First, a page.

Wasn’t it the great Albert Einstein who said, “Insanity is doing the same thing over and over again and expecting different results?”
Well Al, call me insane.
And while you’re at it, call my imperfect parental brethren insane, too. After all, so many of us seem to make the same mistake over and over again – despite the fact that we get the same result.
That mistake? Continually doubting our kids. Even when they continue to prove us wrong by succeeding. Over and over again.
Maybe the imperfect system is just set up that way. It seems that from the moment our kids with differences are born, many of the books we pick up tell us what kids like ours won’t be able to do. And the hired guns or experts we bring in “to help” our kids only hurt them more by presenting them to us as numbers on an intelligence test. Or flat positions on a bell curve.
Before we know it, we start sipping the doubting Kool Aid… lowering our expectations…preparing for and expecting the worst.
I am no exception. There have been so many times throughout my two daughters’ lives when I just assumed they would fail. Come up short. Fall apart.
I felt that way when one was about to be screened for kindergarten.
“Oh well, I’ll just keep her back. She’ll just be the oldest kid in her class.”
I thought that when another was about to make her First Communion.
“Father forgive me because my daughter is about to sin and spit out the Communion wafer. She has sensory issues.”
And despite by erroneous predictions at these and so many other small and large milestones, I continued to doubt my kids at every turn.
“With her anxiety and math disability, she’ll never pass the state test required to get her diploma.”
“She’ll never be able to interview for a job on her own. She has poor eye contact.”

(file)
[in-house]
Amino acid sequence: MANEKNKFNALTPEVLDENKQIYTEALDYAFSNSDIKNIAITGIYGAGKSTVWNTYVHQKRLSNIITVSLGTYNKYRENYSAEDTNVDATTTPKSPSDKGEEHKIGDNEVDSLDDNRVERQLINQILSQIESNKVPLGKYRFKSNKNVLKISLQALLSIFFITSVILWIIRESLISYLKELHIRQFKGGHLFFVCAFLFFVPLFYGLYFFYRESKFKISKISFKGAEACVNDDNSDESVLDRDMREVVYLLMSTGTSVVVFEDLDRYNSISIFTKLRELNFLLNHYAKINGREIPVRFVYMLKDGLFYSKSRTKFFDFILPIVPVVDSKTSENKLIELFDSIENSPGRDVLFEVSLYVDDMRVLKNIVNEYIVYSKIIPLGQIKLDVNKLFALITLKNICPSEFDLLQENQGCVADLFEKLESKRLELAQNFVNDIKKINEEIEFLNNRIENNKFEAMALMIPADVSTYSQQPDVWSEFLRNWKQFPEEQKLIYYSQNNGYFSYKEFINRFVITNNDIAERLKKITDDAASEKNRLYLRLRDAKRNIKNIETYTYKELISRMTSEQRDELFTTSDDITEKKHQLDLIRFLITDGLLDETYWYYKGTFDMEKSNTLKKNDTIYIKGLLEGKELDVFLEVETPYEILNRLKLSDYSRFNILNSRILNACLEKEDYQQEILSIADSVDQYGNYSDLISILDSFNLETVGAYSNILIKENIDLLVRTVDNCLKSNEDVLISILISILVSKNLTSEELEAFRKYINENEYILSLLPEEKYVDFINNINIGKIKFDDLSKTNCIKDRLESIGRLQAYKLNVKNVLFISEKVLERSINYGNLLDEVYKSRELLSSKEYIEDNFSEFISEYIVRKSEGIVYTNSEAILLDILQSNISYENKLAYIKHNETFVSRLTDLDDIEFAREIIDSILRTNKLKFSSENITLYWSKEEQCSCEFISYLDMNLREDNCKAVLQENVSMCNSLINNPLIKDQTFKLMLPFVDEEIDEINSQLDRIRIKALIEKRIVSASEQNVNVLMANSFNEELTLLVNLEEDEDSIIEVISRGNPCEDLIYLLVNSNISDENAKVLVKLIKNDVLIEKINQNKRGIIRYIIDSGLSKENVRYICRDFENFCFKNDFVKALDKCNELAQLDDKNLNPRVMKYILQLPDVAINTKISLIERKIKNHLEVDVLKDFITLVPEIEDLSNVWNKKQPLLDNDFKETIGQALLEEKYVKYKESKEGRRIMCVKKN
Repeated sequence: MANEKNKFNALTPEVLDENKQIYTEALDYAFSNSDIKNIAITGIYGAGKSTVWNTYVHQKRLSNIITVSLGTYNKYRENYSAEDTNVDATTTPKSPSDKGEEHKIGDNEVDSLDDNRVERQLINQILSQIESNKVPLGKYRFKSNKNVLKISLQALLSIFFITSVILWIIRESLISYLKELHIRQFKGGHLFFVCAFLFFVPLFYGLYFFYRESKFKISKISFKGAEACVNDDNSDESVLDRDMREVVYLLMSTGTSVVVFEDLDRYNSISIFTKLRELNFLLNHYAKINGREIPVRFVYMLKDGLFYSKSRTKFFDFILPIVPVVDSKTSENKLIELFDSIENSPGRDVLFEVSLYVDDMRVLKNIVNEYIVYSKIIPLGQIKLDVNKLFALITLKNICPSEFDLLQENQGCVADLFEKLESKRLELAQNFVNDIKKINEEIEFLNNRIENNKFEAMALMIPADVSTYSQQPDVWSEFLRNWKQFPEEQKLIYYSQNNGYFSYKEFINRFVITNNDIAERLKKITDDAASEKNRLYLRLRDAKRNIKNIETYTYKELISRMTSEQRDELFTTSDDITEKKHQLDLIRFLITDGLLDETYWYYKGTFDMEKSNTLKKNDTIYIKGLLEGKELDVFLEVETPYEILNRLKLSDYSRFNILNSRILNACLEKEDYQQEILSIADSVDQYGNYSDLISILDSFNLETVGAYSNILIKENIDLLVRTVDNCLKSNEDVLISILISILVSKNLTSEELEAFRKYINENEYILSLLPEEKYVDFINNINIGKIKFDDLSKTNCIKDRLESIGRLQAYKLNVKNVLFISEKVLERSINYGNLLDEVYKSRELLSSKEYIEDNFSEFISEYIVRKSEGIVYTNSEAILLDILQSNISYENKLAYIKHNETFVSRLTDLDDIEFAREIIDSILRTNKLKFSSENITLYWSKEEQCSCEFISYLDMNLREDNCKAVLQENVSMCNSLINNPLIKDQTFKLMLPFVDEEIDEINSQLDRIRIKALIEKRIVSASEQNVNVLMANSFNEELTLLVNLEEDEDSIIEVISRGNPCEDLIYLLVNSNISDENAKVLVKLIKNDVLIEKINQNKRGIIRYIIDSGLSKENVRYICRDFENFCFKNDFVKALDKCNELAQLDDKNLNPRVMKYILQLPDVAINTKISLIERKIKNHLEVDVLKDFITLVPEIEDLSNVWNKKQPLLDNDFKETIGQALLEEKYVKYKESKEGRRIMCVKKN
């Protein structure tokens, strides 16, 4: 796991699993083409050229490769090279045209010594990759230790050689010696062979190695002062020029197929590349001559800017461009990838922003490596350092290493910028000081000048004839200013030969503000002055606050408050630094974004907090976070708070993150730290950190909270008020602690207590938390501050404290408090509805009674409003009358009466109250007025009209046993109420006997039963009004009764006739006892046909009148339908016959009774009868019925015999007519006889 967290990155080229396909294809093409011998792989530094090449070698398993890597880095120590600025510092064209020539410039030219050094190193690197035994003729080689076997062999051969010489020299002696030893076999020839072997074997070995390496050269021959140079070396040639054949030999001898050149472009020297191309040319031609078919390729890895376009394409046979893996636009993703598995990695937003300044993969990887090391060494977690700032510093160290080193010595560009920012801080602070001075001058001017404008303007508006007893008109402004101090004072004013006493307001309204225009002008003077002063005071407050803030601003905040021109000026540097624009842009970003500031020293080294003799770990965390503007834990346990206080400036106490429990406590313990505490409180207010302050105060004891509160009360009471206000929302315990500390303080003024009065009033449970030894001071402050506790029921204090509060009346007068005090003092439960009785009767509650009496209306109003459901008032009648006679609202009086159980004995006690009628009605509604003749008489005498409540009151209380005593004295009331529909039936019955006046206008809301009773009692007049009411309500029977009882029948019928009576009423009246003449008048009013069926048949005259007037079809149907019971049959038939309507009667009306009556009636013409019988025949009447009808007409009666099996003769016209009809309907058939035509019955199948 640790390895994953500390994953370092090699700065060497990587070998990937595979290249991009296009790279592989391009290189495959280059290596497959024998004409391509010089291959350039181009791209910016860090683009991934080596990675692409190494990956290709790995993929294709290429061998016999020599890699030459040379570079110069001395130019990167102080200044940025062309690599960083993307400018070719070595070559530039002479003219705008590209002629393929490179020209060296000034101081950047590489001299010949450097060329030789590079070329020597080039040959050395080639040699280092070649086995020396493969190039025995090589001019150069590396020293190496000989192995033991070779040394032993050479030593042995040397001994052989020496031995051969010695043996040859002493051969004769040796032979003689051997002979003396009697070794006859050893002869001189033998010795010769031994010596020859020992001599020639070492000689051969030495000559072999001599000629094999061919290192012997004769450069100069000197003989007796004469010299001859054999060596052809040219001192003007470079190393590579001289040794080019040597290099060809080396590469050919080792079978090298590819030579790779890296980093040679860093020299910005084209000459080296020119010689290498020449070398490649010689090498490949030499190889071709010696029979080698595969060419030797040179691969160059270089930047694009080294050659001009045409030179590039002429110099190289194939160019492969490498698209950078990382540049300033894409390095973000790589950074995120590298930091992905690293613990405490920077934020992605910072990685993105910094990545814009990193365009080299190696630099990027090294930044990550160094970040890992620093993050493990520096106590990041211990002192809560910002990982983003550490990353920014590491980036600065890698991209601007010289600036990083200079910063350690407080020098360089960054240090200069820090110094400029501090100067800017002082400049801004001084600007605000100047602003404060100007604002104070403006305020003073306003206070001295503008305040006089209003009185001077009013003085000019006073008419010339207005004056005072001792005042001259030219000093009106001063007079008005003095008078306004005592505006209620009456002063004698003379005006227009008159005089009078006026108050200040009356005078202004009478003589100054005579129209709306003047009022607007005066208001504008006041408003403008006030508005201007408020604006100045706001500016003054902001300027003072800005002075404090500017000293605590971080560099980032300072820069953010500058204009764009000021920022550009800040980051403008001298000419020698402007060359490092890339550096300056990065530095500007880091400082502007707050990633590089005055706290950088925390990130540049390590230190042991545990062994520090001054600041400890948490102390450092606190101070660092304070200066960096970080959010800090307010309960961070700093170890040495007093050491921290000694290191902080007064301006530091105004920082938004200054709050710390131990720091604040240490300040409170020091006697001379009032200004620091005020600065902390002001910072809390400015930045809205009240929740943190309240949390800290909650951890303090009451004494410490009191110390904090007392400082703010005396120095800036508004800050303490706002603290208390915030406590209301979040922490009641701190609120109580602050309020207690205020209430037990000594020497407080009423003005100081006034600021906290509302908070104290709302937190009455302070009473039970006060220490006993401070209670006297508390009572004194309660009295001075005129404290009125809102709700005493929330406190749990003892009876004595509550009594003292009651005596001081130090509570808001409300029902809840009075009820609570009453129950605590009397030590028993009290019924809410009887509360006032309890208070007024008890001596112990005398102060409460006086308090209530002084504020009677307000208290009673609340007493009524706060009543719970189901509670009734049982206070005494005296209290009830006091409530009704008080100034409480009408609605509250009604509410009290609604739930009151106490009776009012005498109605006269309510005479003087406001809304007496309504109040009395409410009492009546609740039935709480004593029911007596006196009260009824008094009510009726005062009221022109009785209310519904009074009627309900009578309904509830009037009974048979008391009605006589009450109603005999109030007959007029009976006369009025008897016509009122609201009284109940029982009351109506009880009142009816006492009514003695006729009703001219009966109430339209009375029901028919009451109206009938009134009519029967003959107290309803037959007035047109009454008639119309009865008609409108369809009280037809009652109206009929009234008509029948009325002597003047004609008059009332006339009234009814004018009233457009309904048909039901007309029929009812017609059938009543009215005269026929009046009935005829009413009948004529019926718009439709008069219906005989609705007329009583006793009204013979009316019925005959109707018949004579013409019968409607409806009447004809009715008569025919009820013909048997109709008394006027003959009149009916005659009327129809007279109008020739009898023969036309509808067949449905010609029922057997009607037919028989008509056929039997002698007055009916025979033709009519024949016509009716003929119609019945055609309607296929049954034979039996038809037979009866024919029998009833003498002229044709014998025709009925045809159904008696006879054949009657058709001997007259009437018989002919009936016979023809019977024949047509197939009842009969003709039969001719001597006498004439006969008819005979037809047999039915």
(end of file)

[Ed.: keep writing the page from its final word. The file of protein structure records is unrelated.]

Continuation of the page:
“She’ll never be able to drive a car with those visual spatial issues.”
“She could never live away at college. She’s never been away from home.”
“She might never find someone to love her with her quirks.”
Here’s the insane part, despite ALL these successes, I still doubt them. Just last week, I brought my 17-year-old daughter with sensory issues and anxiety disorder to the oral surgeon’s office to have her wisdom teeth removed. The insurance company wouldn’t pay to have anesthesia. Days before the surgery, she was in full blown panic mode. Going to the dentist was always difficult for her, but this would be more than she could handle.
When I brought her in, I was prepared for a full breakdown. But when the hygienist called her name, she quietly followed her inside. No tears, no protests, not even the usual desperate pleas for me to go with her.
She handled it like a champ.
There in that quiet dental office waiting room (a luxury that has alluded me in my parental dental career), while my daughter’s wisdom teeth were being extracted, I actually gained some wisdom: Maybe after 21 years of being a parent of a child with special needs, I should finally stop believing what I read in books or on test results, and start seeing what my children’s experiences have repeatedly shown me.
After all, wasn’t it the great Albert Einstein who also said, “The only source of knowledge is experience?”
You got that right Al.